acts of kindness

I was recently on a business trip and had a logistical horror day -- I'm sure you know the kind. Everything that could go wrong did go wrong -- even things I didn't expect could go wrong went wrong. It felt a bit like an obstacle course, a test that someone decided to put me through to see just how much stress I could handle. 

It involved several conference calls which were either scheduled for the wrong time or weren't working on Skype; approximately one bajillion traffic jams (in Los Angeles, the city of already horrid traffic); a broken heel on the only pair of "meeting shoes" I'd brought with me (and then a lost shoe, after it'd been fixed). Oh, and a temporarily lost phone, a broken Uber app and no cash for a cab, and forgetting a new book I'd just bought at a cafe.

To say that I was frazzled doesn't begin to describe it. I was losing it.

And then I got into an Uber car (the one I'd texted my husband to arrange, from Boston, on his app which was still working) to go to my last meeting of the day.

The driver turned around and, without asking me how I was or why I was hyperventilating, smiled, and handed me a bottle of water. He told me he was going to put on some chill-out music that he hoped I'd like; asked me if I needed to charge my phone, and assured me he'd get me to my destination on time, even if he had to rush. When I told him that Hollywood-style stunt-driving wasn't necessary, he nodded. "Good," he said, turning his attention to the road. "Now try to catch your breath." 

These acts of kindness on his part -- this person who didn't know me and and likely won't ever see me again -- was a calming wave that washed over me. Someone had cared enough to make an effort to help me get through my nightmare day. The warmth and kindness from those seemingly simple acts made me almost swoon with gratitude. I leaned back in my seat, listened to the chill music, drank my water, and closed my eyes long enough to truly catch my breath. All the crazy from the day disappeared and when it did, everything good came back into focus.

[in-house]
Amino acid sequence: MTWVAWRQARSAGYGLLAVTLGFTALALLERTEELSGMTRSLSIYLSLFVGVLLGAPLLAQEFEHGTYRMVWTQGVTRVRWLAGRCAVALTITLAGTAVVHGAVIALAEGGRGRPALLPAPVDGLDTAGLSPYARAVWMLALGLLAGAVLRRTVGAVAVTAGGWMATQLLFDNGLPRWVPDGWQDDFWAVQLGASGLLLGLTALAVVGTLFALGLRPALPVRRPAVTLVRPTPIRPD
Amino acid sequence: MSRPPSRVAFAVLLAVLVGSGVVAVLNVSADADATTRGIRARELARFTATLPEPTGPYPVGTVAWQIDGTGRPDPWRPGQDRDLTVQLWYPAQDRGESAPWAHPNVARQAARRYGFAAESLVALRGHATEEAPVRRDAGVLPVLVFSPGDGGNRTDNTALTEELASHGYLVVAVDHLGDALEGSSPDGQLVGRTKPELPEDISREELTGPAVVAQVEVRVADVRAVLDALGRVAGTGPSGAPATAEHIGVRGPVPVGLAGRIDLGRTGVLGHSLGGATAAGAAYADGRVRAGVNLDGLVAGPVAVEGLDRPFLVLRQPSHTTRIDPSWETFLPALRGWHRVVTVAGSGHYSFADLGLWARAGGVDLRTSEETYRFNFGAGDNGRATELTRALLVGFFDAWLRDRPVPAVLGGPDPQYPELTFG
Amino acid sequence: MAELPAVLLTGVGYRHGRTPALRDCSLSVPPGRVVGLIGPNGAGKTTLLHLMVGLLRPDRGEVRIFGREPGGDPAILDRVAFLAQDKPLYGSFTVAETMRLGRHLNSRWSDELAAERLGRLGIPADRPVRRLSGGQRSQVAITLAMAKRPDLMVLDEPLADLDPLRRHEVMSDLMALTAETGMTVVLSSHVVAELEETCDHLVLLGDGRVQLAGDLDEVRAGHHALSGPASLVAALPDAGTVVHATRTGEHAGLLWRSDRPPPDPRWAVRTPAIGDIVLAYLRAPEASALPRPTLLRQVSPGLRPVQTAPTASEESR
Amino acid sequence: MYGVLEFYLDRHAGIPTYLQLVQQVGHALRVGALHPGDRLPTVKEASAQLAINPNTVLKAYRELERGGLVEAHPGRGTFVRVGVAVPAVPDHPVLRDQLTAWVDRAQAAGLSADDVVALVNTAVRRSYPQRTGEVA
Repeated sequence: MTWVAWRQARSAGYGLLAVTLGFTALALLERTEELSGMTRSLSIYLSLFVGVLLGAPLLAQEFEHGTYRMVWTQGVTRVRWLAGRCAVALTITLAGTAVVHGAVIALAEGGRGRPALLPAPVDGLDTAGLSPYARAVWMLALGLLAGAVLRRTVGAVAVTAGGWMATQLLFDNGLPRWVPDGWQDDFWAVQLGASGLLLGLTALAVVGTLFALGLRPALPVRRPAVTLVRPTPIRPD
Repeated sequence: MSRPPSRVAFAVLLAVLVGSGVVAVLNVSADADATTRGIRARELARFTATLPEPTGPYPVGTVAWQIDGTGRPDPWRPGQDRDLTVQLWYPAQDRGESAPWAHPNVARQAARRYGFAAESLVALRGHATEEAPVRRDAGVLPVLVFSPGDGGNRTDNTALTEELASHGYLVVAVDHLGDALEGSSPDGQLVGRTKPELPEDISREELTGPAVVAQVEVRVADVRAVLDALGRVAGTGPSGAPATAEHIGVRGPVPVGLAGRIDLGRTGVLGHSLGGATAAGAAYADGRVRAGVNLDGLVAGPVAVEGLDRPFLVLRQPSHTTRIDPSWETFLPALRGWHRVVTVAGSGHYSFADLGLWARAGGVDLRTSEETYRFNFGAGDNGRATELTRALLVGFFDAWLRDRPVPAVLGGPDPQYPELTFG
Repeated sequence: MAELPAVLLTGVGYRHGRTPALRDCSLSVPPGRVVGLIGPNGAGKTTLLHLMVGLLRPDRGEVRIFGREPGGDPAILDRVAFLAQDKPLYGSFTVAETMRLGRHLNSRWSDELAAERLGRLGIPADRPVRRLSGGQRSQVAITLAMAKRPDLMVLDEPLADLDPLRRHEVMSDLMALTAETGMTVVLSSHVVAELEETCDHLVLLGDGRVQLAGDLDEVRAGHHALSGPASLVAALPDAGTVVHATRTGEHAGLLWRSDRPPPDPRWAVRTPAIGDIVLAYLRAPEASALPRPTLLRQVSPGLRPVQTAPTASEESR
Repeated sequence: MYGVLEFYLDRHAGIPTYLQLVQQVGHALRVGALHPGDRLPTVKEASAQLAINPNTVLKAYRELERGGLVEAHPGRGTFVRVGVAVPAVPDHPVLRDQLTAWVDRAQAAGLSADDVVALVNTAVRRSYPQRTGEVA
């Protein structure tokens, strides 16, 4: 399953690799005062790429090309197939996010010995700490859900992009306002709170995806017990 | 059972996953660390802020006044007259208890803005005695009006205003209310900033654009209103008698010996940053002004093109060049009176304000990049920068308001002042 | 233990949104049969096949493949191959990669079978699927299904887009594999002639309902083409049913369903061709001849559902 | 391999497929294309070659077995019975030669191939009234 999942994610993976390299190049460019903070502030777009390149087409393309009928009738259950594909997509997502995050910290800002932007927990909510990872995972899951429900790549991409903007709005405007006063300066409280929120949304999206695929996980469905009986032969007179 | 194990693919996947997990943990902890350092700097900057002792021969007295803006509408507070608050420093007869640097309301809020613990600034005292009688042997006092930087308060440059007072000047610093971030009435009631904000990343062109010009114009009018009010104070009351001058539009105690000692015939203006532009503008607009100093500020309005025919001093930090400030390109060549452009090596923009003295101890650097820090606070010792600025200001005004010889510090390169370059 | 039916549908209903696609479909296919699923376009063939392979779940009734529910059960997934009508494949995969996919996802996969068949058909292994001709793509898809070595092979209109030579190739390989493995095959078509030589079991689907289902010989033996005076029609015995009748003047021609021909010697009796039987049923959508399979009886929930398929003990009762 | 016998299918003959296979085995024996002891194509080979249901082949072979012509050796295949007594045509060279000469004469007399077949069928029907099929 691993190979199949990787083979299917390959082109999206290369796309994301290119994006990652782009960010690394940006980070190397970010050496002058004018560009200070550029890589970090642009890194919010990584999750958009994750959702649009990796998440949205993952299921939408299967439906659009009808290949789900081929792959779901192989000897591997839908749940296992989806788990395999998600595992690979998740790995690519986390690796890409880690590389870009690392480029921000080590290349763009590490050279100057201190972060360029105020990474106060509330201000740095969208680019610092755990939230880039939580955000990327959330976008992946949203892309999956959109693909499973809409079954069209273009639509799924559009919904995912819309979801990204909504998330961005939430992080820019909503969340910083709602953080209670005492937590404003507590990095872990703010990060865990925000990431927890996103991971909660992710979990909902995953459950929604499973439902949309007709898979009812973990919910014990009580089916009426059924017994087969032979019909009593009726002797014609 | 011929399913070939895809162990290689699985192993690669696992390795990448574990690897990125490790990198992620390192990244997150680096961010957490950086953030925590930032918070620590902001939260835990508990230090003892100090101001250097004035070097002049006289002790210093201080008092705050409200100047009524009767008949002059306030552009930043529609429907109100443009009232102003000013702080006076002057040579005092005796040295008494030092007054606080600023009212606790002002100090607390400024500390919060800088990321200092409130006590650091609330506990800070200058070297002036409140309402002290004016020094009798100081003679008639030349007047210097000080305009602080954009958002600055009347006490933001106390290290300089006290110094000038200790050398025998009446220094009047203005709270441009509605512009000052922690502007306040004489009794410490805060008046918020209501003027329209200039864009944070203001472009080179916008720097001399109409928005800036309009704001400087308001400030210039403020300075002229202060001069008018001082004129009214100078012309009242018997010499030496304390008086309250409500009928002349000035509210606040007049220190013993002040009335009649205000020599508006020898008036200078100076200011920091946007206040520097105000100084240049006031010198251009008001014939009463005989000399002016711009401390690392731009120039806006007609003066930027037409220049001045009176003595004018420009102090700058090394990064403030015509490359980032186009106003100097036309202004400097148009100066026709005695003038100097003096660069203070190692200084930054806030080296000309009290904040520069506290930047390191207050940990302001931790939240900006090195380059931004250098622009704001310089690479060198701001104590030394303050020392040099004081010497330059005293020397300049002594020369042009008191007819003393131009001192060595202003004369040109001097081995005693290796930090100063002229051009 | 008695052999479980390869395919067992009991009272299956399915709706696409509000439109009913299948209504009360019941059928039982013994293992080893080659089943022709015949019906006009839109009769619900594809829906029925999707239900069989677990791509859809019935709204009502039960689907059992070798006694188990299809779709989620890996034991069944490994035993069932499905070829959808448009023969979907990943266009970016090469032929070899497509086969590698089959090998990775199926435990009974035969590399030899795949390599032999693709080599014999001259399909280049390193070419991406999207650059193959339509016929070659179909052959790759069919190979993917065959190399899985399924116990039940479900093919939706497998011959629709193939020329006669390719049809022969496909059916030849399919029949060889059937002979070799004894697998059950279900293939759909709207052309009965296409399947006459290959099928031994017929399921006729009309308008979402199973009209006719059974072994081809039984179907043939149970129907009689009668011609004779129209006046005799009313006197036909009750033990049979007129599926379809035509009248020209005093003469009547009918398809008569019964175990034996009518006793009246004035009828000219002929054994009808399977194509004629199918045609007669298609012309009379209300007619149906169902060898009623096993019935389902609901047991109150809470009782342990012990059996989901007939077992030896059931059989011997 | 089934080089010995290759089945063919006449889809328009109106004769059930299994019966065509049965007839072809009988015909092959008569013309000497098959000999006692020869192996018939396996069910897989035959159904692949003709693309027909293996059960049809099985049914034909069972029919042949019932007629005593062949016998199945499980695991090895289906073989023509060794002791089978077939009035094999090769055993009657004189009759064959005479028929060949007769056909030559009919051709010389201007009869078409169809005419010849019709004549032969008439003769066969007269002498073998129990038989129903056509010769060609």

The thing is, what this person did was incredibly simple. His acts didn't take a lot of effort or time and they weren't particular difficult. What it did require was intention: the intention to do something kind for someone who clearly needed some TLC. And his tiny acts of intentional kindness created a dam in my day, stopping the river of stress and giving me the break I needed to regroup. I totally kicked butt at my meeting and I don't think I could have done that without the intentional kindness from this amazing stranger.

I think we should all try to be less randomly kind and more intentionally kind to the people in our lives -- strangers, family members, friends, and co-workers.

There are few better intentions to set for the day than to be kind to someone, to make them smile, to help them catch their breath if they need to. It's something that belongs in bold on our calendars and at the top of our to-do lists: if we think meetings and picking up milk are tasks important enough to put there, why not something as integral to being an awesome human being as daily intentional kindness? 

Kindness is a habit worth forming and an act worth making part of everyday life because it leads to magic. I mean that, I am not exaggerating. Life magic. Research shows that when you do kind things, you become happier, and in turn, when you're happier, you do more kind things. So imagine a world in which a lot of people, every day, are doing kind things for each other, and becoming happier and more and more likely to do more kind things for each other. If that's not magic, I don't know what is.